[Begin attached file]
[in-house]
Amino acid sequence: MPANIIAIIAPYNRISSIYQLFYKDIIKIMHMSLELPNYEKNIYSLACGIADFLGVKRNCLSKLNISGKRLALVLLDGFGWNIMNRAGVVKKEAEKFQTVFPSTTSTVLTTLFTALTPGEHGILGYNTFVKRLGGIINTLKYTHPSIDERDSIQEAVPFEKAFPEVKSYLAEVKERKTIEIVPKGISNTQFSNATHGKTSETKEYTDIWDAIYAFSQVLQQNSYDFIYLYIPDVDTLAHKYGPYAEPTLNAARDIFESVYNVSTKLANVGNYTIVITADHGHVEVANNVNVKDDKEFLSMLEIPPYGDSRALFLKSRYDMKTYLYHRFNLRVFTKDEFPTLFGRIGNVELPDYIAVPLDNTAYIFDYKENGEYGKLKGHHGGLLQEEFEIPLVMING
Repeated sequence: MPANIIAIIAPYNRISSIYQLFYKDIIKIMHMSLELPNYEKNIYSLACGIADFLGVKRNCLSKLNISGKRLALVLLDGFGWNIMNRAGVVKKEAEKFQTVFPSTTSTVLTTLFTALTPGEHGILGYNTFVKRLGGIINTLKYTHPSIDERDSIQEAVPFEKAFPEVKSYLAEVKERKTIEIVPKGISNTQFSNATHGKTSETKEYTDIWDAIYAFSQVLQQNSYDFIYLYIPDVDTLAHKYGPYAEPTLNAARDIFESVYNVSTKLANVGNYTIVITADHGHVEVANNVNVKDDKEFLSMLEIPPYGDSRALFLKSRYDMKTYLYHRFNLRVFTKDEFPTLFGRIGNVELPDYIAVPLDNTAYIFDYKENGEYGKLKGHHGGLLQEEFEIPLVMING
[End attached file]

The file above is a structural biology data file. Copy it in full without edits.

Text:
[in-house]
Amino acid sequence: MPANIIAIIAPYNRISSIYQLFYKDIIKIMHMSLELPNYEKNIYSLACGIADFLGVKRNCLSKLNISGKRLALVLLDGFGWNIMNRAGVVKKEAEKFQTVFPSTTSTVLTTLFTALTPGEHGILGYNTFVKRLGGIINTLKYTHPSIDERDSIQEAVPFEKAFPEVKSYLAEVKERKTIEIVPKGISNTQFSNATHGKTSETKEYTDIWDAIYAFSQVLQQNSYDFIYLYIPDVDTLAHKYGPYAEPTLNAARDIFESVYNVSTKLANVGNYTIVITADHGHVEVANNVNVKDDKEFLSMLEIPPYGDSRALFLKSRYDMKTYLYHRFNLRVFTKDEFPTLFGRIGNVELPDYIAVPLDNTAYIFDYKENGEYGKLKGHHGGLLQEEFEIPLVMING
Repeated sequence: MPANIIAIIAPYNRISSIYQLFYKDIIKIMHMSLELPNYEKNIYSLACGIADFLGVKRNCLSKLNISGKRLALVLLDGFGWNIMNRAGVVKKEAEKFQTVFPSTTSTVLTTLFTALTPGEHGILGYNTFVKRLGGIINTLKYTHPSIDERDSIQEAVPFEKAFPEVKSYLAEVKERKTIEIVPKGISNTQFSNATHGKTSETKEYTDIWDAIYAFSQVLQQNSYDFIYLYIPDVDTLAHKYGPYAEPTLNAARDIFESVYNVSTKLANVGNYTIVITADHGHVEVANNVNVKDDKEFLSMLEIPPYGDSRALFLKSRYDMKTYLYHRFNLRVFTKDEFPTLFGRIGNVELPDYIAVPLDNTAYIFDYKENGEYGKLKGHHGGLLQEEFEIPLVMING